Alexander Churbakov with his pupils
How has teaching at the Convent's school benefited you spiritually and professionally?
Working at the Convent's school is one of the great blessings in my life that God has shed so generously on me. By working here, I am growing spiritually and making progress as a Christian. I can also support my family.
I value greatly the atmosphere at the school. I was impressed by the cordial and heartfelt welcome with which I was met. The students met me very well and accepted me immediately simply because I was their new teacher.
I cherish the spirit of love for the neighbour and genuine faith that reigns at the school. It is the spirit of a Christian family. For a child, experiencing the Christian love and Christian way of life will no doubt have a deep positive effect for the rest of their lives.
Being called a teacher by the gift of God is perhaps one of the greatest acknowledgements of a teacher's achievement. What does being a teacher by the gift of God mean to you? How would you describe the calling of such a teacher?
In his writings, one father of the Western church referred to the Lord as the ultimate teacher, who guides the people - his students - towards salvation. In my opinion, anyone who is a teacher by the gift of God should work towards helping his students to find God, as this will likely be their greatest accomplishment in life, more important than any worldly award or acclaim.
I am working in a strong team of like-minded people. All of us are striving to the best of their ability to help their students grow spiritually and professionally, to live in agreement with the moral teachings of the Lord.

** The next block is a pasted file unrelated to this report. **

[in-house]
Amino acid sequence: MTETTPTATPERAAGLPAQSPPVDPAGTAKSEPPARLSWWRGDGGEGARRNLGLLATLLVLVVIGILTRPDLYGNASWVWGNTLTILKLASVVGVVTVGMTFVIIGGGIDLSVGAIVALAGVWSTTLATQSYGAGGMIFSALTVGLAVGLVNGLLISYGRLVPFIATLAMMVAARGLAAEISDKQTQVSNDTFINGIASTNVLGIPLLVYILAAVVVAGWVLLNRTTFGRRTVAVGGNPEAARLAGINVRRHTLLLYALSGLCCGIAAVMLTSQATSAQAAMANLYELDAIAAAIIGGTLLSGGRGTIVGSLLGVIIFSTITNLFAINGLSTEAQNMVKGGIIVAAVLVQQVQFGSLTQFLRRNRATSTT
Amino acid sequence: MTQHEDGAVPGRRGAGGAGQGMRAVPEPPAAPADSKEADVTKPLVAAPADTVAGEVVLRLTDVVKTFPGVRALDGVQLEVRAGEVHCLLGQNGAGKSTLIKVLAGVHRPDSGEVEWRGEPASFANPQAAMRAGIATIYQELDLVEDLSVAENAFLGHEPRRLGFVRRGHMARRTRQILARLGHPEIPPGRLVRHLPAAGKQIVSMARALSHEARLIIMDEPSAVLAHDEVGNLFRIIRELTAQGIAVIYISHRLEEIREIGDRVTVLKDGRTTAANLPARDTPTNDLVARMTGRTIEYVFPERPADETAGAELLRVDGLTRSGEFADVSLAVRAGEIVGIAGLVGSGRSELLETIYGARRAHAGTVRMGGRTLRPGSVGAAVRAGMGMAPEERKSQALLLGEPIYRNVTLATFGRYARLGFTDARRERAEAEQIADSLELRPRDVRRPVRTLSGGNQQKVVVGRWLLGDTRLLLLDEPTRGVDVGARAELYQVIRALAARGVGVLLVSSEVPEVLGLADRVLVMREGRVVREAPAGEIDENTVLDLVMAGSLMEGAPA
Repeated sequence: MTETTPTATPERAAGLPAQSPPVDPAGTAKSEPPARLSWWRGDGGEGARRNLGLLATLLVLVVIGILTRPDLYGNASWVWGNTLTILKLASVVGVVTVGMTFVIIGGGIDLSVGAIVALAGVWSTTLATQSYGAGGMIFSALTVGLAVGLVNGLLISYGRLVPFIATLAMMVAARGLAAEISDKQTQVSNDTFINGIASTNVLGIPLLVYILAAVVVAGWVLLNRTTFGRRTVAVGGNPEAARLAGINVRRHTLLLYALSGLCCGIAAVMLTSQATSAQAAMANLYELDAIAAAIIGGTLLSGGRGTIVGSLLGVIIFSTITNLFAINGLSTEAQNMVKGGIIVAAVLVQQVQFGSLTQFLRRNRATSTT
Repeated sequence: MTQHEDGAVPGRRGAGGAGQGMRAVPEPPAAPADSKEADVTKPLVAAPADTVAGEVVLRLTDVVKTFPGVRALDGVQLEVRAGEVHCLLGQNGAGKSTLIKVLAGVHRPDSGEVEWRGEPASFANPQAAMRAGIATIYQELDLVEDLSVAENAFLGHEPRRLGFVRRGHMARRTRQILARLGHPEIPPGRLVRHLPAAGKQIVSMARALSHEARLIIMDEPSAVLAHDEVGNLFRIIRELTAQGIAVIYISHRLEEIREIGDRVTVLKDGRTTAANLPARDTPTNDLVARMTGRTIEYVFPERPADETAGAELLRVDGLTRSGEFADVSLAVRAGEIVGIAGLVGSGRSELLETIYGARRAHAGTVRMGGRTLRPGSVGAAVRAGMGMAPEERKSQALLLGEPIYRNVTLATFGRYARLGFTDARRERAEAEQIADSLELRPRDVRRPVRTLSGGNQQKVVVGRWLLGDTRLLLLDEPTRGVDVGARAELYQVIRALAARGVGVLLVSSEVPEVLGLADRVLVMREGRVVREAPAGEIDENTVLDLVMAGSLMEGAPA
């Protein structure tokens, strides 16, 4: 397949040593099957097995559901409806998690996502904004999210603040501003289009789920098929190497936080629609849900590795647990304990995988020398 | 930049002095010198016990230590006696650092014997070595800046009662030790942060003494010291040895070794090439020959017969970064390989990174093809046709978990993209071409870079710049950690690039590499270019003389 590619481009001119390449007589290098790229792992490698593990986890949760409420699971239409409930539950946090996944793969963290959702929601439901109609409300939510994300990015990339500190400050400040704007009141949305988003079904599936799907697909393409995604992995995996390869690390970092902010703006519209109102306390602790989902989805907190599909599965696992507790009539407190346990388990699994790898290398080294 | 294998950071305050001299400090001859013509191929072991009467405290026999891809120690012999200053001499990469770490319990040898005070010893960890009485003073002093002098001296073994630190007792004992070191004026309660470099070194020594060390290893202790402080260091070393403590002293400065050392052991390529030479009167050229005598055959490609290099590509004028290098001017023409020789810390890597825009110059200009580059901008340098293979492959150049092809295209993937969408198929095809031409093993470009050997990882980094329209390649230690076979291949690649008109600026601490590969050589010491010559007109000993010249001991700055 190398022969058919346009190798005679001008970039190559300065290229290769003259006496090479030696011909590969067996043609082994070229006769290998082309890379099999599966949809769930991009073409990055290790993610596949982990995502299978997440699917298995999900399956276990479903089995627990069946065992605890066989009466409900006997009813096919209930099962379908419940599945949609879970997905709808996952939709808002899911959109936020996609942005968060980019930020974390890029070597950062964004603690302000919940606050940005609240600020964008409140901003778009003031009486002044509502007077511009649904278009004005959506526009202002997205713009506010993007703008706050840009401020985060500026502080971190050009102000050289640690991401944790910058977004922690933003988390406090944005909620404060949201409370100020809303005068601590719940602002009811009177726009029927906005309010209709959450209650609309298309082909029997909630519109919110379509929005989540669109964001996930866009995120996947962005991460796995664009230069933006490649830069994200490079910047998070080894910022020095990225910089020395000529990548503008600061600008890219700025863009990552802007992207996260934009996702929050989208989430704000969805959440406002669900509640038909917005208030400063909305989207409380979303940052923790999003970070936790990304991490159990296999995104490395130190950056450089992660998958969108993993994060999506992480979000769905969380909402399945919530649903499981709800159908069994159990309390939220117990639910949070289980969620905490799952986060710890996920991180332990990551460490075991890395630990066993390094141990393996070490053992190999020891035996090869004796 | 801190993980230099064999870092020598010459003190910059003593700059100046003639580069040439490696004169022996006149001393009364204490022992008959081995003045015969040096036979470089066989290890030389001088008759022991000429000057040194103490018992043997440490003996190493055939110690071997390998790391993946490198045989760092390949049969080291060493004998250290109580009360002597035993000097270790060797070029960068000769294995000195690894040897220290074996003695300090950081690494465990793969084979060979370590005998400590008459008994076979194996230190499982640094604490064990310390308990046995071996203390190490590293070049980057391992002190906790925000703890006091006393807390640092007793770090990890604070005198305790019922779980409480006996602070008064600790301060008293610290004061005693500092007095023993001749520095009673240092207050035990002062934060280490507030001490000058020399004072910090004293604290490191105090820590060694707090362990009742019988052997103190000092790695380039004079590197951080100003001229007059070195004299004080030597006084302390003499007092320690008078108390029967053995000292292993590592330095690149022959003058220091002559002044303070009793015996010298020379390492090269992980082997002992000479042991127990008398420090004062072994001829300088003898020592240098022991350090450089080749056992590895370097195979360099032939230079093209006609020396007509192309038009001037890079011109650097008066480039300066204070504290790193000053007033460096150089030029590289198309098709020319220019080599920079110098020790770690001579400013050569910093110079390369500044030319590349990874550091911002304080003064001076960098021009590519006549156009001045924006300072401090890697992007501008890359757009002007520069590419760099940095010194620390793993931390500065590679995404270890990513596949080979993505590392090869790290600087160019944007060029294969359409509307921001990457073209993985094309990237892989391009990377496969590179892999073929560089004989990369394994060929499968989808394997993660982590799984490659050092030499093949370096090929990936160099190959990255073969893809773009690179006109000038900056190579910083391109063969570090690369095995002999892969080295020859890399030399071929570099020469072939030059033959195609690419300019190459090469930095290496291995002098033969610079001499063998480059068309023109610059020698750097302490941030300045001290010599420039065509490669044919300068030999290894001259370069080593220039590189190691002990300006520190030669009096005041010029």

How can the study of history help bring children closer to the Lord?
In our history lessons, we reflect a lot on the reasons for the demise of the worldly kingdoms and states, and we notice the presence of God in the fortunes of many of them. For example, as we study ancient history with the fifth graders, we notice the relatively short life span of most ancient civilisations. We learn about the religions in Ancient Egypt or Phynicia, and we see that their inhabitants were practising Paganism, sometimes in some very extreme ways. We discover the connections between this and their demise.
What are you doing to make history an engaging, interesting, and exciting subject to your students?
Being a teacher takes a lot of imagination. In my work, one never stops experimenting to look for the best approach to presenting the material in the most impressive and thought-provoking way.
No child is the same; some enjoy history a lot, others do not like it. So I practise different ways of teaching history. To some history is more like a documentary drama, to others its is like an action-packed story. One can build upon these preferences to make the lessons more interesting and exciting. I also make a point of engaging every student by challenging them with the question, “what would you have done in those circumstances?”
One of the subjects that you have taught at the Convent’s school is called "Foundations of the Orthodox Culture". What was your approach to teaching it?
Most students at the Ichthys school grow up in Christian families. They are regular churchgoers, thee partake of the Holy Sacraments. The most important message that I bring to every student is the importance of having a personal relationship with God in all situations and circumstances. This should be a living relationship, like the one we have with our friends or parents. Having this kind of relationship with the Lord is a great achievement. In my lessons, I let the children discover the living God and keep their faith alive. This is a task that is both ambitious and challenging in many ways. But so is the life of any Christian.
To find out what brings young people to church and why they find life in Christ to be the only way of living, we spent one Sunday with members of the Convent's youth association